# Homework Help: Coulomb's Law and charged particles

1. Sep 29, 2007

### UNG

1. The problem statement, all variables and given/known data
Hi, I would appreciate it if someone could help me with this question, im a n00b here
Okay heres the question.

The particles have charges Q1 = -Q2 = 100nC and Q3 = -Q4 =200nC
and distance a = 5.0cm.

What are the x and y components of the net electostatic force on particle 3 ?

So basically a diagram is given with the question showing the 4 particles equally seperated from each other at a distance of 5.0cm, making a square. And I have to find the force on particle 3.

2. Relevant equations

This is the equation I used.

F1,3 = (8.854x10^-12) x (Q1 x Q3)/0.0707xR^2 (0.0707 comes from Phyagrous therom)
H= (square root) 0.05^2 + 0.05^2
F1,4 = (8.854x10^-12) x (Q1 x Q4)/0.0707xR^2

Fnet = F1,3 + F1,4

= F1,3 + (8.854x10^-12) x (Q1 x Q3)/R^2 Cos 45 (45 degrees middle of square)
+ (8.854x10^-12) x (Q1 x Q4)/0.0707xR^2 Sin 45

3. The attempt at a solution

I have a feeling this is seriously wrong and have made it more complicated than it is.

I placed the values into the equation shown and came out with

= -79.46 x10^3 + 79.46 x10^3

Heres a site I found afterwards...
http://physics.bu.edu/~duffy/PY106/Charge.html

I think it might go a little something like that instead^^

If you could help that would be great thanks.

2. Sep 29, 2007

### learningphysics

I'm confused by the "pythagorean theorem" part...

What is the distance between charge 1 and charge 3?

3. Sep 29, 2007

### UNG

Doesnt say.
But I worked it out by spliting the square in two (a triangle)
and used pythagoras theorem to find the longest side (diagonal between Q 1 and 3)

4. Sep 29, 2007

### UNG

As in h^2 = a^2 + b^2.

So the distance between 1 and 3 should be 0.0707

Last edited: Sep 29, 2007
5. Sep 29, 2007

### learningphysics

Why do you have 0.0707*R^2, instead of just (0.0707)^2?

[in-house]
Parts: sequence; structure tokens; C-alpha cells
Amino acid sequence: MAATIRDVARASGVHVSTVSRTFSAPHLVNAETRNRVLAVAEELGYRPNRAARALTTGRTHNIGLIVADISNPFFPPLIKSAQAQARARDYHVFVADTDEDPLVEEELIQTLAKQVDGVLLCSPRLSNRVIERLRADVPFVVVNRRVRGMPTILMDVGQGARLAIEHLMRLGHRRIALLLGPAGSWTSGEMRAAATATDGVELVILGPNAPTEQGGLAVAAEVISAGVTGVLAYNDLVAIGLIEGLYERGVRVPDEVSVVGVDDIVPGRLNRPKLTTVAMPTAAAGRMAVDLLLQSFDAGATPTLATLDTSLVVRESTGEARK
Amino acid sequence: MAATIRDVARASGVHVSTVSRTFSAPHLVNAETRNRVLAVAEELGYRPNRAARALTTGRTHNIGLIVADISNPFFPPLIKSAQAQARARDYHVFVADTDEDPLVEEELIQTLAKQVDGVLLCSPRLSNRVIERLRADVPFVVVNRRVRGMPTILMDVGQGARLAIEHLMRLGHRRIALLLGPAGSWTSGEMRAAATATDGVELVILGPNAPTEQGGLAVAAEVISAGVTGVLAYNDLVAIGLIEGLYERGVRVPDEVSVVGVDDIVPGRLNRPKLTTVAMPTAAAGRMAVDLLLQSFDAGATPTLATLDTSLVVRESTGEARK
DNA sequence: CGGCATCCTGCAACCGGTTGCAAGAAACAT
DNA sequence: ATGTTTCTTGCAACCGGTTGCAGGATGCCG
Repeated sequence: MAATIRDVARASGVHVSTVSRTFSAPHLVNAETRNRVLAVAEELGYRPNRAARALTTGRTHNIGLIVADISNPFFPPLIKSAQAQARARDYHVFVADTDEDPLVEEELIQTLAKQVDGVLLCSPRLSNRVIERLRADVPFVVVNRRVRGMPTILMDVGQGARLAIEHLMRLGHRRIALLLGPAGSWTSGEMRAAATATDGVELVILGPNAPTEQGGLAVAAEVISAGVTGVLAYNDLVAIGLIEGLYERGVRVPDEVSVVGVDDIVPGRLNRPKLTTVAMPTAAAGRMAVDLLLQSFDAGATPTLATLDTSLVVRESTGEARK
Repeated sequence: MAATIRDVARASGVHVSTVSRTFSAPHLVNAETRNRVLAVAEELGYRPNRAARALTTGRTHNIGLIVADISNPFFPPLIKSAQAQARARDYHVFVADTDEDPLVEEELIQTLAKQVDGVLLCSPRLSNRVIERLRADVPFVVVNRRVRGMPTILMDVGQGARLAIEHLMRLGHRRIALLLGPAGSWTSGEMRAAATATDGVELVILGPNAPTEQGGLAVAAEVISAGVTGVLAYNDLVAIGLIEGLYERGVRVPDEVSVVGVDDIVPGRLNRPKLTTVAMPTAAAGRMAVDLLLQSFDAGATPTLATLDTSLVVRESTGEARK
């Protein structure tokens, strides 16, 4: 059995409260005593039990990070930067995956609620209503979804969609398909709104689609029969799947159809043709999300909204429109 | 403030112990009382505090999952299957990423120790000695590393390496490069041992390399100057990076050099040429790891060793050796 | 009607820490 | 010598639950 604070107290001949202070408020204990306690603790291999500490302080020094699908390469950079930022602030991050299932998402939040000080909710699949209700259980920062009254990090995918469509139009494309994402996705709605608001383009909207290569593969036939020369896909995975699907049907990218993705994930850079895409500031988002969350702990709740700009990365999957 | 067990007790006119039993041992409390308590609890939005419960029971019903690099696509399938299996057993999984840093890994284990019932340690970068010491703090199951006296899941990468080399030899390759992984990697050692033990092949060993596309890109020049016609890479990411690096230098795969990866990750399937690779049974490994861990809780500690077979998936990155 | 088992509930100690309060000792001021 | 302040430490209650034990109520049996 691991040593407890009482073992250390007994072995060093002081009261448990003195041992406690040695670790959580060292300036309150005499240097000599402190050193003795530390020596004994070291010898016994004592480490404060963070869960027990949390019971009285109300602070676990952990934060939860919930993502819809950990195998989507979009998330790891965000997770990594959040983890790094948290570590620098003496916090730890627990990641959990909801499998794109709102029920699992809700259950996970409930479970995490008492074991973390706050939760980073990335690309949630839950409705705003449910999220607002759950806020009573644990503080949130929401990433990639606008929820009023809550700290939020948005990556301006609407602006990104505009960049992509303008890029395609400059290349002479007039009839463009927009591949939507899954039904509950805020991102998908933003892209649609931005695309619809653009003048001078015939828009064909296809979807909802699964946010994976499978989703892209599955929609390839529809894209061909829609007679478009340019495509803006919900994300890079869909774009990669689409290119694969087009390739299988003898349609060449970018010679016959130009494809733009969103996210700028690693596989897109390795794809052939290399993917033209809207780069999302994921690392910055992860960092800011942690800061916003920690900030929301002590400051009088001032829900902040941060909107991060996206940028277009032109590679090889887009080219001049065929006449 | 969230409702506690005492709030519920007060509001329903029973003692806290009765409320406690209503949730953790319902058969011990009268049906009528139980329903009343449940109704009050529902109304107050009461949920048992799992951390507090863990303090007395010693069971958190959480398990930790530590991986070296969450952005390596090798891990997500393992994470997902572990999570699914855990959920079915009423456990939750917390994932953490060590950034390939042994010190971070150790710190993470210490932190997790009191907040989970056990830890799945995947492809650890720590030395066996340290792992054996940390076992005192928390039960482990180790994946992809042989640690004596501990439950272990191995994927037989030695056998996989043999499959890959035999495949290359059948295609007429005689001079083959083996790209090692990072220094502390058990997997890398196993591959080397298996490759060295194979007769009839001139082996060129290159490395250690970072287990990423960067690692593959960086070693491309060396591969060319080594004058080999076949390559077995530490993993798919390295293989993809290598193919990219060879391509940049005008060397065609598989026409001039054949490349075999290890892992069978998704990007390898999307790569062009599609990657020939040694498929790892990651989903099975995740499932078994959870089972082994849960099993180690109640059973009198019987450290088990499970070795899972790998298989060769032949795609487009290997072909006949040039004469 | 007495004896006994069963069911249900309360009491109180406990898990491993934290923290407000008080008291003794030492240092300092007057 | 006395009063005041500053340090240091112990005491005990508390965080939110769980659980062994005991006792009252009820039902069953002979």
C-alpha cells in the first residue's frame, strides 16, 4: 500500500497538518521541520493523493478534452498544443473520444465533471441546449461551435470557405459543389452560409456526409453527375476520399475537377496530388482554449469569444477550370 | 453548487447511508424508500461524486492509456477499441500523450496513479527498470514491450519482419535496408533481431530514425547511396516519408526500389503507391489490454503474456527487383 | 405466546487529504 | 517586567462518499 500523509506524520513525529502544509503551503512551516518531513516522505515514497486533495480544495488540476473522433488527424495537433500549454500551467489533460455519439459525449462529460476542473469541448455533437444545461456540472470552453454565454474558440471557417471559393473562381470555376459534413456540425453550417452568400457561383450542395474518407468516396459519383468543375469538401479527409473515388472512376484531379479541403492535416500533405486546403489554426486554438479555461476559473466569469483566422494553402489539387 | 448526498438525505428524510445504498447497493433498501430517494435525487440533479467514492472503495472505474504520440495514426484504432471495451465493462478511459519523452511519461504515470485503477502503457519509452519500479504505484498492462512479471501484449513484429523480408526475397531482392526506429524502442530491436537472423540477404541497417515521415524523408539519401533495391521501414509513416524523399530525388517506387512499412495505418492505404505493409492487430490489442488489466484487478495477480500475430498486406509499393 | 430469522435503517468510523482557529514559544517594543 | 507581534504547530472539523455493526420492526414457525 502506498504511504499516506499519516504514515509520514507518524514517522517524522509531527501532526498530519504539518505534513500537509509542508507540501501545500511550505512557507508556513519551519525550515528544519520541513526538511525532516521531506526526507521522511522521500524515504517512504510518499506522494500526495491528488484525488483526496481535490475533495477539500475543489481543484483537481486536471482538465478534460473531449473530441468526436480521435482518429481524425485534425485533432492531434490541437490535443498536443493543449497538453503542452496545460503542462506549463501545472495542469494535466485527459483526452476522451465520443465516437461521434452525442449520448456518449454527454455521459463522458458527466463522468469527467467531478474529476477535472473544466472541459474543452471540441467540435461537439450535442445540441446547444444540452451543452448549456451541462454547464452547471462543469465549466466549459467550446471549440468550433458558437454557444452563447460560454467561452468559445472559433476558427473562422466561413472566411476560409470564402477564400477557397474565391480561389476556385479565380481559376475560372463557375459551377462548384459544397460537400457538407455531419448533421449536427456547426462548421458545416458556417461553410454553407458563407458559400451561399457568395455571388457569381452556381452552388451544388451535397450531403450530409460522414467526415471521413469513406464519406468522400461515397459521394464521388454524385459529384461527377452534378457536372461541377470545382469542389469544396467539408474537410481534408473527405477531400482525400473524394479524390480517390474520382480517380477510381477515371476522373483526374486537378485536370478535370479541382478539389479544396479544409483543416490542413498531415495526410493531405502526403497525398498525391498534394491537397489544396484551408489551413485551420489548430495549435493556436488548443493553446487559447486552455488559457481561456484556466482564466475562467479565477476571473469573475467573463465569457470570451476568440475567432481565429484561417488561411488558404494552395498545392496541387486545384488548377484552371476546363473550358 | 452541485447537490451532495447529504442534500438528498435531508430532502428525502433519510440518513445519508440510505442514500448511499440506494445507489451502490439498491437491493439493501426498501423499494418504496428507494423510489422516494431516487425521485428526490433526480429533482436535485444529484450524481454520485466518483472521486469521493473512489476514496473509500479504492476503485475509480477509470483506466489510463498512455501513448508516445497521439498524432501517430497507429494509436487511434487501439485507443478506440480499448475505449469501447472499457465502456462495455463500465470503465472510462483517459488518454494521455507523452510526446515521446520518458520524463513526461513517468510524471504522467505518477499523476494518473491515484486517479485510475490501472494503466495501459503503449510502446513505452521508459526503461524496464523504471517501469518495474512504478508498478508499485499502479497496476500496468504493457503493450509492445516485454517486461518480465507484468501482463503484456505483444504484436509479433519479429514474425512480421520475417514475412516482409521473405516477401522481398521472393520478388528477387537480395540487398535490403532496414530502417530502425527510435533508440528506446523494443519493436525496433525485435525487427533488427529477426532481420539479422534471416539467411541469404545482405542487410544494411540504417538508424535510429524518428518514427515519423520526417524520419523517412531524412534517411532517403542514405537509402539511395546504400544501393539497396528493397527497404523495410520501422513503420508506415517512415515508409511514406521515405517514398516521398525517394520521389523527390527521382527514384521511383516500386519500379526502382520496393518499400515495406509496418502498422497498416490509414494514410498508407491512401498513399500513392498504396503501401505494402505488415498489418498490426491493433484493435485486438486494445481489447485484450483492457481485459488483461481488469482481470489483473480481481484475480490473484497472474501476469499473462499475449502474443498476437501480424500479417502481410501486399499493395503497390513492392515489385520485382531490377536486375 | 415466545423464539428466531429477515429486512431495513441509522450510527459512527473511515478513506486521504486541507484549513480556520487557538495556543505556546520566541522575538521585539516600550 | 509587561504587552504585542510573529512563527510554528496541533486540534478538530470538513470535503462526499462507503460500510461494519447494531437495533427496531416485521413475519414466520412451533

The distance between 1 and 3 is... sqrt(0.05^2 + 0.05^2) = 0.0707

so F1,3 =

F1,3 = (8.854x10^-12) x (Q1 x Q3)/(0.0707)^2

And also the distance between 1 and 4 is 0.05m right? so how is the 0.0707 coming into that part?

6. Sep 29, 2007

### learningphysics

yes. so why the 0.0707*R^2?

7. Sep 29, 2007

### UNG

Oh yes sorry, realised that a while ago but needed to edit it.
Also I only put the 0.0707 bit in F1,4 not F1,3

8. Sep 29, 2007

### learningphysics

let's start fresh... what is the magnitude of the force that particle 1 exerts on particle 3?

9. Sep 29, 2007

### UNG

I worked it out as -71.92x10-3

10. Sep 29, 2007

### learningphysics

wait... you're making a mistake with the 8.854x10^-12.

force = kQ1Q2/r^2,where k = 9*10^9.

instead of k you can also use: 1/(4*pi*(8.854*10^-12))

Last edited: Sep 29, 2007
11. Sep 29, 2007

### UNG

I see,
it really should be 8.99x10^9 when using the 1/ 4x pi x8.854*10^-12

12. Sep 29, 2007

### learningphysics

not -12... k = 8.99*10^9.

k=1/(4pi*8.854*10^-12) (the 8.854*10^-12 is in the denominator).

13. Sep 29, 2007

### UNG

My mistake, another typing error

14. Sep 29, 2007

### learningphysics

no prob. I'm getting the force between 1 and 3 as having a magnitude of 0.036N.

15. Sep 29, 2007

### UNG

I did,

F1,3 = (8.99^9) x (100x10^-9)(200x10^-9)/ 0.05^2

= -71.92x10-3 N

Wrong Q 1 and 3 values I put into the equation perhaps?

16. Sep 29, 2007

### learningphysics

you should have 0.0707^2 not 0.05^2.

17. Sep 29, 2007

### UNG

Oh no.
Its Q1 to Q3 are the charges on the same line.

Q1 to Q4 are diagonal, being 0.0707^2

18. Sep 29, 2007

### learningphysics

Ah... ok. so the magnitude of the force of Q1 on Q3 is 71.92x10-3N. Is this in the y-direction or x-direction?

Use $$\vec{i}$$ and $$\vec{j}$$ vectors... to write this force in vector form... careful about directions and signs.

19. Sep 29, 2007

### UNG

Well Q1 and Q3 are together on the y axis
and the question asks for the force on Q3

20. Sep 29, 2007

### learningphysics

Is the force upward or downward?

what are the positions of the 4 charges. Is Q1 the upper left, Q3 bottom left...